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jakone

EACS schools to get field turf

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Posted (edited)
6 hours ago, Muda69 said:

Thank you for clarifying.

Also, as a supposed member of the media how is that content which you create for this media outlet vetted for accuracy?  Do you have an editor?  Just trying to get insight from a supposed media insider on how the truth is determined.

If I have already clarified and been thanked for doing so, I am not sure  why you repeated the question.

Edited by Night Hawk

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19 hours ago, Night Hawk said:

If I have already clarified and been thanked for doing so, I am not sure  why you repeated the question.

So the GID is the only "media outlet" which you produce content for?

 

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Muda, still waiting for your response to

this....

At what percentage is the crossover point from extravance to reasonable. When 25% of schools posses turf fields? 50%?

There was a time I’m sure some viewed air conditioning and indoor plumbing as extravagances.  Eventually convenience and function often win out.  

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21 hours ago, Coach_G said:

Muda, still waiting for your response to

this....

At what percentage is the crossover point from extravance to reasonable. When 25% of schools posses turf fields? 50%?

There was a time I’m sure some viewed air conditioning and indoor plumbing as extravagances.  Eventually convenience and function often win out.  

There is no crossover point.   

And comparing AC and indoor plumbing to field turf is apples vs. oranges.   Is field turf needed in order to provide a safe, sanitary, and secure environment for trying to teach children reading, writing, and arithmetic?

 

 

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2 hours ago, Muda69 said:

There is no crossover point.   

And comparing AC and indoor plumbing to field turf is apples vs. oranges.   Is field turf needed in order to provide a safe, sanitary, and secure environment for trying to teach children reading, writing, and arithmetic?

 

 

I am a natural grass guy and not a fan of field turf, but does AC provide a safe, sanitary, and secure environment for trying to teach children reading, writing, and arithmetic?  I don't think it does.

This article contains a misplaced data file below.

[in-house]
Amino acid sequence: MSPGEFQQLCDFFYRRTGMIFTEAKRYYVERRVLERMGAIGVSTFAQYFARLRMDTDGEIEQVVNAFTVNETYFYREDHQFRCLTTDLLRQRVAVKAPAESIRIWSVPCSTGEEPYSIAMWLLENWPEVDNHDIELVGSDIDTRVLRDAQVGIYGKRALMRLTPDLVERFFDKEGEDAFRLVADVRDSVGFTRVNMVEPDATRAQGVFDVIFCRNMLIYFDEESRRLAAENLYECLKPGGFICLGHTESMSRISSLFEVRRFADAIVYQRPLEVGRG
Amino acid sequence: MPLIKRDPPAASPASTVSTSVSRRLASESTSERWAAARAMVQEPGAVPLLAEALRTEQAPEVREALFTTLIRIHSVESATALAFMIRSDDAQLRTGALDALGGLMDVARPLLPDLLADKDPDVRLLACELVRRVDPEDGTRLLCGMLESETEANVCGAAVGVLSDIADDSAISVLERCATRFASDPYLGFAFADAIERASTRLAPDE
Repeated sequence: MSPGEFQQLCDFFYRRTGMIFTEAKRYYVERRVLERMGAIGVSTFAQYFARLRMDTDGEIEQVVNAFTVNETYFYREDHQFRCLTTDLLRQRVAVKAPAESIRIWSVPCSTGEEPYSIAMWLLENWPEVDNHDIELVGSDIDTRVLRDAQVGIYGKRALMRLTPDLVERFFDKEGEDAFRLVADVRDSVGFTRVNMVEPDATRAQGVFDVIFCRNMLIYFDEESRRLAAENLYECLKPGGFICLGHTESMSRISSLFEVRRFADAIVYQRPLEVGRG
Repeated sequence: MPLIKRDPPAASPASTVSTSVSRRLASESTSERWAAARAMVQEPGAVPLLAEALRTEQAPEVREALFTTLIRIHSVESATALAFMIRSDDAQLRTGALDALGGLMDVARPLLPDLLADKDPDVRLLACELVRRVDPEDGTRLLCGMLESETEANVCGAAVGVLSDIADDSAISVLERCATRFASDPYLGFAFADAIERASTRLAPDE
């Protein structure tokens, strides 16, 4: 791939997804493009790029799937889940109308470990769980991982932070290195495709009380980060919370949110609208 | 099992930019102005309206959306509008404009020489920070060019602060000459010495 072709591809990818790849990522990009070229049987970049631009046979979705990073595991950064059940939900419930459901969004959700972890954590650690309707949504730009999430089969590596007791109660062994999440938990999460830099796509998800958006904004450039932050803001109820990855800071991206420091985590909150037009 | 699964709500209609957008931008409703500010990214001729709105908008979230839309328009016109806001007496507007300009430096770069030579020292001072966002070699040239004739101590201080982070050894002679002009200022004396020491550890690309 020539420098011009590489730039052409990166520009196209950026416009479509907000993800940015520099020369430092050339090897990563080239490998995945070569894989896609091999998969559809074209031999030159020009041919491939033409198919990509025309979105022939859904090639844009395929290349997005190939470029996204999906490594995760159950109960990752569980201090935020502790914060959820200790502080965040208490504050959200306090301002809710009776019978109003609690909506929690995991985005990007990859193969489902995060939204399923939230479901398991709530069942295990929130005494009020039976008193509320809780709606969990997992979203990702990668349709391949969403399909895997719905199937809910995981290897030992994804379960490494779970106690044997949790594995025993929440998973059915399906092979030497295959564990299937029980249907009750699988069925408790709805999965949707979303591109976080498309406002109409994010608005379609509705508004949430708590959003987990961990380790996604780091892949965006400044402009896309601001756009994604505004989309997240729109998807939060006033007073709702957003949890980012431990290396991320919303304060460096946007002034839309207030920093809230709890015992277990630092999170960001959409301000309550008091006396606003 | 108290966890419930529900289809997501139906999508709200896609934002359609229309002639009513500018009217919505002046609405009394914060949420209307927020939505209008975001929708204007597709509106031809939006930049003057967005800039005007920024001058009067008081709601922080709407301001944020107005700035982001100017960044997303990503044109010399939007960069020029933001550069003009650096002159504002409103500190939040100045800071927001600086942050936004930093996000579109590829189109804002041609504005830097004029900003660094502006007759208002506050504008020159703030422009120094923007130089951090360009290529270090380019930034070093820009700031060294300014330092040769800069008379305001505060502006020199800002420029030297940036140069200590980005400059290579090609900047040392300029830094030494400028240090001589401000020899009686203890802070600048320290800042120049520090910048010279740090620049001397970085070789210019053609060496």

How about the schools that are on their 2nd round of turf fields?  Wonder how much they saved?

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5 minutes ago, Coach Ellenwood said:

I am a natural grass guy and not a fan of field turf, but does AC provide a safe, sanitary, and secure environment for trying to teach children reading, writing, and arithmetic?  

 I would submit that with many government schools now having earlier and earlier start times (early to mid August) or using "balanced schedules" that AC is more and more relevant. 

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Posted (edited)

Looks like I graduated 32 years too early lol.  Of course the kind of "turf" they (NFL/NCAA) used back when I was playing h.s. ball was a step down from grass.

I thought New Haven already had turf.  I'm surprised the other three are getting it, just due to financial reasons.  Is it a necessity? IMO, no it is not.  Is it nice to have? IMO yes definitely.  Like Irishman, I've heard that besides the initial investment, there is a huge maintenance cost savings, but that could be a regional thing seeing as how we have to water the he!! out of our grass fields to get them to look just acceptable.  I doubt the same problem exists in Indiana.  Also, what is the life expectancy of turf?  I've heard anywhere from 10-15 years.

I say if the money's there, go for it.  If the community's behind it is a big factor as well.  If you have to slide it through or do an end run to get it, probably not such a good idea. 

Don't know what percentage of schools up there have it, but down here if you're 4A or bigger and don't have turf you're considered behind the 8-ball.  As I write this, that mind set will soon spill over into the 3A schools as probably close to half of them have it, and I'd bet 25% of 2A programs have turf as well.  My son loved to play on turf, and was always hoping we'd have a few of those teams in our district.  We also got turf fields in playoff games (all neutral sites ha ha).

To comment further on what Coach G said, I agree that what was once a luxury many times becomes standard.  When I was at Heritage in early-mid 80's, one whole side of the school (classrooms that had windows) did not have A/C.  I remember sitting in class the first few weeks of school, and maybe also the last week or two, with the bottom half of the windows opened up having to wipe beads of sweat off my forehead.

Edited by Bonecrusher